John Suler's Zen Stories to Tell Your Neighbors
The old Zen master's health was fading. Knowing his death was near, he announced to all the monks that he soon would be passing down his robe and rice bowl to appoint the next master of the monastery. His choice, he said, would be based on a contest. Anyone seeking the appointment was required to demonstrate his spiritual wisdom by submitting a poem.
The head monk, the most obvious successor, presented a poem that was well composed and insightful. All the monks anticipated his selection as their new leader.
The next morning another poem appeared on the wall in the hallway, apparently written during the dark hours of the night. It stunned everyone with it's elegance and profundity but no one knew who the author was.
Determined to find this person, the old master began questioning all the monks. To his surprise, the investigation led to the rather quiet kitchen worker who pounded rice for the meals. Upon hearing the news, the jealous head monk and his comrades plotted to kill their rival. In secret, the old master passed down his robe and bowl to the rice pounder, who quickly fled from the monastery, later to become a widely renowned Zen teacher.
People's reactions to this story:
"The person who everyone thinks is best doesn't always end up winning."
"The obvious choice is not always the best choice."
"Expect the unexpected. Take nothing for granted."
"Some people are born leaders."
"Never judge a book by its cover. It's a platitude, but it's true. Everyone has a hidden talent inside them."
"I would tell this story to children who lack self-esteem. It would allow them to see that anyone can accomplish anything, regardless of their appearance, race, money, etc."
"Why is it that the quiet people always seem to be the intelligent ones?"
"This story says a lot about 'little' people. Those who are not well known often are the ones who are well-composed and insightful."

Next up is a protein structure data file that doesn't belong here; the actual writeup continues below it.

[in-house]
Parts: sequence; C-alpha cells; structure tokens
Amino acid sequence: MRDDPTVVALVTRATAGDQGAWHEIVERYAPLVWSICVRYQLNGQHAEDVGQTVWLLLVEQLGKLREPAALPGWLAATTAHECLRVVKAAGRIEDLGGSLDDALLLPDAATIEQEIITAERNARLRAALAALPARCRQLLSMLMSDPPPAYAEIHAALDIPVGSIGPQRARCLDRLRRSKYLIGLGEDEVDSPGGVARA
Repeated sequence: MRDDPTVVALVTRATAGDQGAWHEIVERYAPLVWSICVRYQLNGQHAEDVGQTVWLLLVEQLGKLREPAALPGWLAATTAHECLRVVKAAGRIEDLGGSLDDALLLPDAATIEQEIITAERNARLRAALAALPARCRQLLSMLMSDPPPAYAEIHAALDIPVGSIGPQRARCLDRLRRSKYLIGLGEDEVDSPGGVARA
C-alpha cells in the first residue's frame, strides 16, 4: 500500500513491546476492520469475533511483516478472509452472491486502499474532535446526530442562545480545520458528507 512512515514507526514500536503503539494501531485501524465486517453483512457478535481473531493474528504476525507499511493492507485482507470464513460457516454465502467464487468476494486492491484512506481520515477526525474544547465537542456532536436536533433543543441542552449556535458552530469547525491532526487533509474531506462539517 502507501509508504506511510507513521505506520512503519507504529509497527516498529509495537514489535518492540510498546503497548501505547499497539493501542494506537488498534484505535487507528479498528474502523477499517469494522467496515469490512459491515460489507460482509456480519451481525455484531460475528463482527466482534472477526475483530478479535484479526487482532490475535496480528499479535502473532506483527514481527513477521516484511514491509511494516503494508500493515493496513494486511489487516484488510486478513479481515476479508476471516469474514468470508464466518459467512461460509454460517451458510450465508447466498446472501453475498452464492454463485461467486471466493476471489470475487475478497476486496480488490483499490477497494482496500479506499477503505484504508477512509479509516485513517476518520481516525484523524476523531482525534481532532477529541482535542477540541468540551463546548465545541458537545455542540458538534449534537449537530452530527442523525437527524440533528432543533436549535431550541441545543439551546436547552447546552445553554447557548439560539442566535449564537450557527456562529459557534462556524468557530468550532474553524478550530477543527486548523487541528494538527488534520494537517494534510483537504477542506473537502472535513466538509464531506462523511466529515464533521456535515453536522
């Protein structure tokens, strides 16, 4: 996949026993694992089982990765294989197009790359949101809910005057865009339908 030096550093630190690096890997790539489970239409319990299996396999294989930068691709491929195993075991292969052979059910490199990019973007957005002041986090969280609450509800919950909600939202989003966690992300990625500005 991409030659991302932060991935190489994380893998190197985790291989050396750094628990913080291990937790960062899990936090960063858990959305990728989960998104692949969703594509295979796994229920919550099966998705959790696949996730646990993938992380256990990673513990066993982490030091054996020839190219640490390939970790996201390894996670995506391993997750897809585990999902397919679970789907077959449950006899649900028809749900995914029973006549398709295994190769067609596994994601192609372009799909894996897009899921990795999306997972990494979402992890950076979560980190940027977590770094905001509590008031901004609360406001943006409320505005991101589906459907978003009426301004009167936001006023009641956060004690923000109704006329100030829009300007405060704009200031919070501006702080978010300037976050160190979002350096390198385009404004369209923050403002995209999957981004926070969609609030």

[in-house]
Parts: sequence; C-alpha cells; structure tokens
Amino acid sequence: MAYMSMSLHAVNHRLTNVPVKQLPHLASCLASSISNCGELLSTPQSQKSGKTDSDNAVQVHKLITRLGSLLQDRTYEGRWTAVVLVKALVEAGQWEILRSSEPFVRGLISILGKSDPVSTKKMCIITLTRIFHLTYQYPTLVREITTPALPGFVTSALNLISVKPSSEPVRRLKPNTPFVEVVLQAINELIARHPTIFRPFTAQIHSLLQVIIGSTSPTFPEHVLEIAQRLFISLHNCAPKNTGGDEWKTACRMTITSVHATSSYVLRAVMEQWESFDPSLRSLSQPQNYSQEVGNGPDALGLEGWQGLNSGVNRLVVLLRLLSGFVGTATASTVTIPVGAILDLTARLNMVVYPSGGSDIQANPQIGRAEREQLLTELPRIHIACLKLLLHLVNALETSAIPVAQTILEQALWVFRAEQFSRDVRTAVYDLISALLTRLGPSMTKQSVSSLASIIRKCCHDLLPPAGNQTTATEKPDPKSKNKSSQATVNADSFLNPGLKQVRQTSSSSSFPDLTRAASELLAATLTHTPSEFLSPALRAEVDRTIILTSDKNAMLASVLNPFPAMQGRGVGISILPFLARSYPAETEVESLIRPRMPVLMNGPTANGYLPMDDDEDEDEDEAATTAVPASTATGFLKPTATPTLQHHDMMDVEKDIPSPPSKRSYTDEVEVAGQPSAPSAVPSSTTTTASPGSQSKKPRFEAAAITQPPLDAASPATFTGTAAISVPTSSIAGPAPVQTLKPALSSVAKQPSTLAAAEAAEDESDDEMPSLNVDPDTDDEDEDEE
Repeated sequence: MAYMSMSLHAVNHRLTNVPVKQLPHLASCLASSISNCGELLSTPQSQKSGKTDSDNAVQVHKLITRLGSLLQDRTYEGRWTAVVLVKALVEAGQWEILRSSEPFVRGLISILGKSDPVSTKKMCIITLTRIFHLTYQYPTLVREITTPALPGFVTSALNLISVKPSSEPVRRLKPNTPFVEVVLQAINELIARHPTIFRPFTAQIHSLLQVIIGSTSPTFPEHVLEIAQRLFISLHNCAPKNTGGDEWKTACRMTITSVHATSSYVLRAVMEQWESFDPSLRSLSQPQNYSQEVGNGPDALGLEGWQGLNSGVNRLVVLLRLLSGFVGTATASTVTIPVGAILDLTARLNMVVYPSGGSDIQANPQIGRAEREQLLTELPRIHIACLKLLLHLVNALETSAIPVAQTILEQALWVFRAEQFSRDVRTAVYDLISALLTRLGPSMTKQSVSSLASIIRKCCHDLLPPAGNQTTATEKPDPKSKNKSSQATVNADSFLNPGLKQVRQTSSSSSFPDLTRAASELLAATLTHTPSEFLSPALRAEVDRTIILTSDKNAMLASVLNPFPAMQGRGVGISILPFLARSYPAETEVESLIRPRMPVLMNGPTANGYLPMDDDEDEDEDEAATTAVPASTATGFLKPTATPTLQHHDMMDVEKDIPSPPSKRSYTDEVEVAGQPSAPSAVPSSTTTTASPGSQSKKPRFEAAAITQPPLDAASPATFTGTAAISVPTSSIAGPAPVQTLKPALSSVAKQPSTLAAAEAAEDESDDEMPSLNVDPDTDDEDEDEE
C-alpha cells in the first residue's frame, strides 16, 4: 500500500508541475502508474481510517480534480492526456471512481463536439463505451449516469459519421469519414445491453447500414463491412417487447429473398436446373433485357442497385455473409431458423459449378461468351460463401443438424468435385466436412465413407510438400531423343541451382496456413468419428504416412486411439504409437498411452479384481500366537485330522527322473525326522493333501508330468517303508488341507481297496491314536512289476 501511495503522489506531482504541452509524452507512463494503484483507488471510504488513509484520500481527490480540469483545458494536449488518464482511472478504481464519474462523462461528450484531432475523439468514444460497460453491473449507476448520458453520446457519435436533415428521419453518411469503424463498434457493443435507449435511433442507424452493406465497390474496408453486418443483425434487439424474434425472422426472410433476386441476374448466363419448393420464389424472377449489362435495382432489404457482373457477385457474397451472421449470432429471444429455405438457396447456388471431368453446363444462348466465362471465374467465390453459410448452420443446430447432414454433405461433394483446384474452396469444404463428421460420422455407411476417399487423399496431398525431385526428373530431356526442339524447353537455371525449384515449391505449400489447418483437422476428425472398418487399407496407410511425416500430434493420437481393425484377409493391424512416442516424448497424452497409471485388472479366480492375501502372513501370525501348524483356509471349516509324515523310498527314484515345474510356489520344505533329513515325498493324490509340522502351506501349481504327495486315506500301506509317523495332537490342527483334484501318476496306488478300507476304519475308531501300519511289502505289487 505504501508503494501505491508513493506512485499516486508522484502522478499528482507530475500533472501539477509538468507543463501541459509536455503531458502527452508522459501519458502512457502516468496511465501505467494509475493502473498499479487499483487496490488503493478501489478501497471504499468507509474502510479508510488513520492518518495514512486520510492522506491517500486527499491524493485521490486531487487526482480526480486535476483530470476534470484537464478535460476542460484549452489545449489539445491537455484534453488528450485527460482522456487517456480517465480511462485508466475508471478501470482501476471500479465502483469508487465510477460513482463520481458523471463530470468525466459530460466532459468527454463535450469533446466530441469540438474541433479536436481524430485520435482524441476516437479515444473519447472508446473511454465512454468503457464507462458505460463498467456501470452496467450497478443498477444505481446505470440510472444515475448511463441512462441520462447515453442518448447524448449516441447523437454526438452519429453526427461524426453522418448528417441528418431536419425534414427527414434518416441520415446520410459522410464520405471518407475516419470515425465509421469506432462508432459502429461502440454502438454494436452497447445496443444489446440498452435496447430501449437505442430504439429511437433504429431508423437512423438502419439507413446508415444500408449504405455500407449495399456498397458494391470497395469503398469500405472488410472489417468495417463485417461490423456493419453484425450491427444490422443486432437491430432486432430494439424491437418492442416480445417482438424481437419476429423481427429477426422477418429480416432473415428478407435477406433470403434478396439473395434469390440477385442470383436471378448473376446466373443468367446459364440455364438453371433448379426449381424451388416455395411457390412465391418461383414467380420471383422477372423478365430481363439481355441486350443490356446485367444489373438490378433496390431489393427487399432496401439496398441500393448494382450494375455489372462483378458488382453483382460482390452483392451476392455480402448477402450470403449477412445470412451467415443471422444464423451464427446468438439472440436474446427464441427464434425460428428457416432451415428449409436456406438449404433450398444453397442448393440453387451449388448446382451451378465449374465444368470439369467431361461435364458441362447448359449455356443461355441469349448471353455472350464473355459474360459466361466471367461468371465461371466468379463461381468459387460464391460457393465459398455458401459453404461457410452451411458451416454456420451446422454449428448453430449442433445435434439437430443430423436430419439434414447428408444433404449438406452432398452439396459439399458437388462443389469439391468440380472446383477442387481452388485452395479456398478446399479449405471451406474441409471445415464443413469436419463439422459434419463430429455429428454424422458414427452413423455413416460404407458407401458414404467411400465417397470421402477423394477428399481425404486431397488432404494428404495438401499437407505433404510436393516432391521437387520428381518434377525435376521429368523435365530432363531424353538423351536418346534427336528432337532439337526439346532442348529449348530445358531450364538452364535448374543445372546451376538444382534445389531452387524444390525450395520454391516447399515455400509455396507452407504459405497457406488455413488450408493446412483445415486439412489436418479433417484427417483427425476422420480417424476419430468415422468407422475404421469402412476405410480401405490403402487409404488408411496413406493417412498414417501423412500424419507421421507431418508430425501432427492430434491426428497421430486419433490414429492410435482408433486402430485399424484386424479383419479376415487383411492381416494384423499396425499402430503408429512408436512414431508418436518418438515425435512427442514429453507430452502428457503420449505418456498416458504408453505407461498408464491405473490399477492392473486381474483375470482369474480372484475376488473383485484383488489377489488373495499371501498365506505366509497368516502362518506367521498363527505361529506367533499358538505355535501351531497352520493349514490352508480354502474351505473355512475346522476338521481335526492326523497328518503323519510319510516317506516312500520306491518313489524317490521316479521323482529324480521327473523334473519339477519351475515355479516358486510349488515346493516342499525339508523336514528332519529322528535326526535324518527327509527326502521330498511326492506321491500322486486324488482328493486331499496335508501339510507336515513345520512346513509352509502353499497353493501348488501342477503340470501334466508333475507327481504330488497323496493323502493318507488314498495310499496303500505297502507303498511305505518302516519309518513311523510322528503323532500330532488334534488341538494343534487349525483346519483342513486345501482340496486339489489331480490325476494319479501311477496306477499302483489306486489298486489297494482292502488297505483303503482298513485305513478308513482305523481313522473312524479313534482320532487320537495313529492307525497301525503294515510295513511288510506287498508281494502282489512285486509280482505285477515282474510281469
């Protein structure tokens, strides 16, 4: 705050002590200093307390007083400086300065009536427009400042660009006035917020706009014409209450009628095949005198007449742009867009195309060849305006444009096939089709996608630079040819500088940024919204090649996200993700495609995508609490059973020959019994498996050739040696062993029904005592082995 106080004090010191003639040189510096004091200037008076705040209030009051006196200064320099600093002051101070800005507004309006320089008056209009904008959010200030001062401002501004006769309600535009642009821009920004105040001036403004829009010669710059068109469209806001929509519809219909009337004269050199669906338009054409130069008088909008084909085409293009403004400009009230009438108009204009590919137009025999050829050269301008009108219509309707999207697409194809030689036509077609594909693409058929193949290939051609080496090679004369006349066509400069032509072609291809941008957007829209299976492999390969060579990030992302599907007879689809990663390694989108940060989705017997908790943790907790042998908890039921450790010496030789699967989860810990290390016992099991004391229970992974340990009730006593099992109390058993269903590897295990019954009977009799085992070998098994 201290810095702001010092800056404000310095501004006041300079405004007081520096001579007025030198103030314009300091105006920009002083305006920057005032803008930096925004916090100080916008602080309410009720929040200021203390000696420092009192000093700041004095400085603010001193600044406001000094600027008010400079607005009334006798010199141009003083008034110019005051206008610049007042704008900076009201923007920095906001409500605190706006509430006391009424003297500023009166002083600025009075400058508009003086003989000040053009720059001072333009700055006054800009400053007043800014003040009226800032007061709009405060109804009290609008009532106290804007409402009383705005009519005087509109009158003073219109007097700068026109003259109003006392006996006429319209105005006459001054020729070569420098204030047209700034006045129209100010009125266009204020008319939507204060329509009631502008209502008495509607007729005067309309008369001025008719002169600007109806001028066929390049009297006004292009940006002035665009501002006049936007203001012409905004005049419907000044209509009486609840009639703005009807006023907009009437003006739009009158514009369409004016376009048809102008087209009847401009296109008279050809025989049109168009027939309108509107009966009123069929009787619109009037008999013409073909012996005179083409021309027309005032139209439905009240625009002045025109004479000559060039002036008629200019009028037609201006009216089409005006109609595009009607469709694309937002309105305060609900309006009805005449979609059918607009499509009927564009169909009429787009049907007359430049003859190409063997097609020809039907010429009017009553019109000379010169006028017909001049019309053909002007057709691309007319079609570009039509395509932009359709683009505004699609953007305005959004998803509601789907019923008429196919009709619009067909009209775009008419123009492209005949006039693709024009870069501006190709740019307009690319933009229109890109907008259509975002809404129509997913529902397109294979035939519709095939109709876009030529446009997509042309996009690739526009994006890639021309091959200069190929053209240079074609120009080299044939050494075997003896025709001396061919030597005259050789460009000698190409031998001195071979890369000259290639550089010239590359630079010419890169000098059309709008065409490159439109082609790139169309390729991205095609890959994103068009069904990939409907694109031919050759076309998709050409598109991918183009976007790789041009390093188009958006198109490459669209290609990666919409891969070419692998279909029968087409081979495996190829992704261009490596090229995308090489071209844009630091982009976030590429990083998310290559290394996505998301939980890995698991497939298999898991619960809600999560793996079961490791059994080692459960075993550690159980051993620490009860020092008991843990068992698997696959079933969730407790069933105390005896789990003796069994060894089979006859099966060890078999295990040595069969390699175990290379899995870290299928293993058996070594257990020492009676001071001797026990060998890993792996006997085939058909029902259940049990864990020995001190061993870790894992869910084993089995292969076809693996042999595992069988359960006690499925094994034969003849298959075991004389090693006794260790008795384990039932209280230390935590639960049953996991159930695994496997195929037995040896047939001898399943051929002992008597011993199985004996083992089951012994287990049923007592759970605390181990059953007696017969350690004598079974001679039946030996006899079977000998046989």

"People you would never expect to be the 'ONE' usually turn out to be the best, if they're just given a chance."
"Sometimes the one you expect least to speak out does so, and does so wonderfully. I think this is a major problem with Americans. They prejudge so quickly."
"The greatest good can exist in the most unlikely places. Some people really hate this fact."
"The people who act like they are smart aren't really smart at all."
"The other monks didn't understand that it was not a contest to find a winner, but to find a believer."
"People of great importance often fail to realize that everyone is equal.... And for the monks who plotted the killing, they are already part dead. "
"The kitchen worker would never have killed for the position. Knowledge (Zen) is not politics.
"Some people will do just about anything to get what they want."
"I guess pounding rice gives you lots of time to meditate and find selflessness."
"When small-minded people don't get what they want, their true colors come out."
"It pisses me off when the successful underdog is attacked for no other reason than just being the best! Were this story told to an impressionable individual, it might frightened that person away from trying to succeed."
"In life, there are no rules."
"Instead of this weak little rice pounder staying in the village, he runs away with the robe and bowl. He could have been an inspiration to the others in the village who didn't succeed! There are always people who are jealous, but to give into them only gives them another victory."
"The rice pounder didn't really want to become the next master. He just wanted to show his self without anyone knowing."
"Reminds me of King Arthur and how he pulled the sword out of the stone - but no one believed him."
"This sounds like Cinderella!"
"People who are truthful and genuine will go furthest in life."
"I guess the old Zen master learned to read the writing on the wall."
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